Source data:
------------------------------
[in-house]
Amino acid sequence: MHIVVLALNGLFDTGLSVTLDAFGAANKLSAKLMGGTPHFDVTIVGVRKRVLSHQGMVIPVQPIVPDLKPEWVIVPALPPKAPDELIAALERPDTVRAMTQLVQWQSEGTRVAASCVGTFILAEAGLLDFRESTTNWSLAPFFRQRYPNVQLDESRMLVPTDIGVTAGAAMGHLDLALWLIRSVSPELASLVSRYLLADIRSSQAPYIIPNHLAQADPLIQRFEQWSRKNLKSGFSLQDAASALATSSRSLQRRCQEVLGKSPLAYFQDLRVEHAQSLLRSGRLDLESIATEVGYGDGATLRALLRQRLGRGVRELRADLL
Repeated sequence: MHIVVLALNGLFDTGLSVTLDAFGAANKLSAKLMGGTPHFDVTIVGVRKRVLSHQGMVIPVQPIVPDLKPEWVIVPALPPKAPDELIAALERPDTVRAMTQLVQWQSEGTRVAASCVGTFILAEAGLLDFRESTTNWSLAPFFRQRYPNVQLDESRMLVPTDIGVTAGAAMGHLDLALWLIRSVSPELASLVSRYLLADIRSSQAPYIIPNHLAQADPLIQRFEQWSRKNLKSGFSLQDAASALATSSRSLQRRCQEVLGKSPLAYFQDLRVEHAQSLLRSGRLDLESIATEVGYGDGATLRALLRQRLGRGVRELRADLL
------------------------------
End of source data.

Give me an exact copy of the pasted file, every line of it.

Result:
[in-house]
Amino acid sequence: MHIVVLALNGLFDTGLSVTLDAFGAANKLSAKLMGGTPHFDVTIVGVRKRVLSHQGMVIPVQPIVPDLKPEWVIVPALPPKAPDELIAALERPDTVRAMTQLVQWQSEGTRVAASCVGTFILAEAGLLDFRESTTNWSLAPFFRQRYPNVQLDESRMLVPTDIGVTAGAAMGHLDLALWLIRSVSPELASLVSRYLLADIRSSQAPYIIPNHLAQADPLIQRFEQWSRKNLKSGFSLQDAASALATSSRSLQRRCQEVLGKSPLAYFQDLRVEHAQSLLRSGRLDLESIATEVGYGDGATLRALLRQRLGRGVRELRADLL
Repeated sequence: MHIVVLALNGLFDTGLSVTLDAFGAANKLSAKLMGGTPHFDVTIVGVRKRVLSHQGMVIPVQPIVPDLKPEWVIVPALPPKAPDELIAALERPDTVRAMTQLVQWQSEGTRVAASCVGTFILAEAGLLDFRESTTNWSLAPFFRQRYPNVQLDESRMLVPTDIGVTAGAAMGHLDLALWLIRSVSPELASLVSRYLLADIRSSQAPYIIPNHLAQADPLIQRFEQWSRKNLKSGFSLQDAASALATSSRSLQRRCQEVLGKSPLAYFQDLRVEHAQSLLRSGRLDLESIATEVGYGDGATLRALLRQRLGRGVRELRADLL